Directing attention to foods that benefit both the planet and the plate is the lifelong mission of Beth Dooley, cookbook author and Taste contributor.
Her latest title, "The Perennial Kitchen: Simple Recipes for a Healthy Future" (University of Minnesota Press, $27.95), grew out Dooley's fascination with the Forever Green Initiative, a program guided by the University of Minnesota and the U.S. Department of Agriculture that works to create an agricultural system that "mimics natural systems in order to produce ample food and reduce or eliminate the negative impacts of the food and agriculture system," writes Dooley.
But "The Perennial Kitchen" is no dry academic tome. Dooley illuminates the stories of pioneering food producers and then channels their output — whether it's pasture-raised pork, locally cultivated hazelnuts or the just-developed grain Kernza — into delicious, easy-to-follow recipes that belong in every Minnesota cook's repertoire.
In a recent conversation over a delicious spring lunch in her south Minneapolis backyard, Dooley discussed rural economies, Ireland Creek Annie beans and the joys of maple syrup.
Q: You've been writing about local foods for 40 years. Why is this such an important subject?
A: Because it was a way for me to feel like home. I grew up in New Jersey. My grandmother was a fabulous cook, and I have these memories of going to farm stands with her.
When we moved here, I remember going to the farmers market and having that same experience that I had with my grandmother, and talking to farmers the way she would. The food from the farmers market was so good, and being there made me feel like I belonged.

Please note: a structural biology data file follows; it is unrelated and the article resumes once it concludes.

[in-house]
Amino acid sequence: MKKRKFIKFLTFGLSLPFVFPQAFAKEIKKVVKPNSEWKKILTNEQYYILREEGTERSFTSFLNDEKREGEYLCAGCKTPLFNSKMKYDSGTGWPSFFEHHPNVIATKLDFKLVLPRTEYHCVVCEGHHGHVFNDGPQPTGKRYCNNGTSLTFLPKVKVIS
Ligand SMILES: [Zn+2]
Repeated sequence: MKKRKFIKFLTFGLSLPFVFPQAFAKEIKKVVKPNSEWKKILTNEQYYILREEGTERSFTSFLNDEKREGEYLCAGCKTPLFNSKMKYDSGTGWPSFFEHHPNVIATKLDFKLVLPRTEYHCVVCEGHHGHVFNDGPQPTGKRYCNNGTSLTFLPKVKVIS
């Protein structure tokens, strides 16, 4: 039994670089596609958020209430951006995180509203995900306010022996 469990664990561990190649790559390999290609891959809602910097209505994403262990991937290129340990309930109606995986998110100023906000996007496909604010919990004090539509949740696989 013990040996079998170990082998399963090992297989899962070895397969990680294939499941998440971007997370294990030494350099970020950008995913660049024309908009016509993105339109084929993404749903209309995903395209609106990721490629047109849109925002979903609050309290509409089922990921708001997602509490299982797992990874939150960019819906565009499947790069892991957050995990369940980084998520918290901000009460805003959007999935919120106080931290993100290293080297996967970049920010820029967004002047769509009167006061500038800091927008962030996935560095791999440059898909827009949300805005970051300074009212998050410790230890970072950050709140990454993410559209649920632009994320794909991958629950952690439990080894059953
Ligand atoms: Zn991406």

It's curiosity around flavor that drives my work: "Why do these local carrots taste so good?" "What makes Kernza grown in northern Minnesota different from that grown in the western part of the state?" "What to do with it?" Then I start poking around to determine those factors and then I try and figure out what to do with that food.
Q: Why should consumers care about and support regenerative agriculture and other practices that are so far away from the supermarket?
A: Climate change, for starters. This work can make a dramatic difference in capturing and returning carbon to the soil. It's about retaining topsoil and keeping it out of the Mississippi. It's about harboring wildlife and sheltering pollinators.